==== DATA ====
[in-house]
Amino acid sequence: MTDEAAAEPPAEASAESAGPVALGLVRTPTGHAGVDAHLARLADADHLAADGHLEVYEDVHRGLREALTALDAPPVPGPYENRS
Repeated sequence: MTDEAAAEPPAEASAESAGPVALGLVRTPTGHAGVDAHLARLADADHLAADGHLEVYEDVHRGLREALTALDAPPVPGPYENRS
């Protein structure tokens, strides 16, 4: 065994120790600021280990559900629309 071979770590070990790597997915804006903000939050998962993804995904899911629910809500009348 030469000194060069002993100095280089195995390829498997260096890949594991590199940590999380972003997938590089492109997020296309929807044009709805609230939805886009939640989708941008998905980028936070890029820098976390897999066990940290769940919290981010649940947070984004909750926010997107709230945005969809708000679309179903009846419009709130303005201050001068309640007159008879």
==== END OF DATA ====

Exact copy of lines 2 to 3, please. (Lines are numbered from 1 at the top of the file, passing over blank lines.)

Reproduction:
Amino acid sequence: MTDEAAAEPPAEASAESAGPVALGLVRTPTGHAGVDAHLARLADADHLAADGHLEVYEDVHRGLREALTALDAPPVPGPYENRS
Repeated sequence: MTDEAAAEPPAEASAESAGPVALGLVRTPTGHAGVDAHLARLADADHLAADGHLEVYEDVHRGLREALTALDAPPVPGPYENRS